The morning of Tuesday, August 11, 2015 dawned gray and wet over the Lehigh Valley, hardly weather for the outdoor band concert that Waldheim Park, a religious retreat spawned on Allentown’s south side in 1904, had planned.
On July 26, 1990, Dr. Carl F. Odhner and his wife Rowena were in a place they might well have never imagined they would be: at a gathering at the White House, watching President George H.W. Bush sign the Americans With Disabilities Act.
Like many seeking their roots, it took Larry Kobrovsky on a journey to archives and libraries. It also took him across the Atlantic to the village of Vidukle, Lithuania, from which his relatives had come.
On June 2, the Smithsonian Institution announced an important discovery: the remains of a slave ship carrying 400 captives and crew, wrecked in the turbulent waters off the Cape of Good Hope in 1794, had been found.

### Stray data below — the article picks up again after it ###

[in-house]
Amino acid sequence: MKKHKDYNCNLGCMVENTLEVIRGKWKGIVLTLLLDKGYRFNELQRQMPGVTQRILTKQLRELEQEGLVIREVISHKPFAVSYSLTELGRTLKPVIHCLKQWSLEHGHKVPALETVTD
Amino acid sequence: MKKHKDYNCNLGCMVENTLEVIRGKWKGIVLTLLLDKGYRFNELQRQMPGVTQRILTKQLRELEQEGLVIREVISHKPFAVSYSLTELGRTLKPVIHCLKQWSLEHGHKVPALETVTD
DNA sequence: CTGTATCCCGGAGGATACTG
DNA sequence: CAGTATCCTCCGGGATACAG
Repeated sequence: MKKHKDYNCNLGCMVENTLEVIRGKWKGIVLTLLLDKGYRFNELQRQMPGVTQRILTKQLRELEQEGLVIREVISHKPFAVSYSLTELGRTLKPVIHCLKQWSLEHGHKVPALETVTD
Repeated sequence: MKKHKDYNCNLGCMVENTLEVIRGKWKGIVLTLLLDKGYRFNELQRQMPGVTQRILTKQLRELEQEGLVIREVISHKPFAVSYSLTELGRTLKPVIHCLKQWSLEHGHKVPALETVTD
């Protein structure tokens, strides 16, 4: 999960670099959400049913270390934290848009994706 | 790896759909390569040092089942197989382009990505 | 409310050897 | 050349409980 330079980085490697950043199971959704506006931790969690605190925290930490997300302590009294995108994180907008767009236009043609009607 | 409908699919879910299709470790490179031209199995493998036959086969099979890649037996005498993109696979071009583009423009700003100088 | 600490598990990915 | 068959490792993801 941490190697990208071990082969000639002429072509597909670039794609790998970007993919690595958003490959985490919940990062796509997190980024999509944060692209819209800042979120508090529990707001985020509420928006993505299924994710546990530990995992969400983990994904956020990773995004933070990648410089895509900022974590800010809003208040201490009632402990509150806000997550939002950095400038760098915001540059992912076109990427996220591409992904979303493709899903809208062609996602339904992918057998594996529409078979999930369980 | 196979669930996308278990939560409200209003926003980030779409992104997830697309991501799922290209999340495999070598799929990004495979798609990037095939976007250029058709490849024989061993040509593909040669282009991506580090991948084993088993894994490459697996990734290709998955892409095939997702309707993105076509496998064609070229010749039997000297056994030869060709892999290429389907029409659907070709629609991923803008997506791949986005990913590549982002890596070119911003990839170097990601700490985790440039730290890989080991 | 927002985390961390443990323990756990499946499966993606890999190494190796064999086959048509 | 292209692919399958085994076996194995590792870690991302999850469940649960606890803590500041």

One hundred years ago, motion pictures were new. But already they had developed a distinctive nickname, “the flickers,” based on how original silent movies images flicked and danced like shadows across the screen.
Soon Bethlehem will be celebrating its 275th anniversary. But not too long from now, in 2020, it will be marking a date that is second only in significance to its founding by the Moravians: the 100th anniversary of the consolidation that created the modern city of Bethlehem in 1920.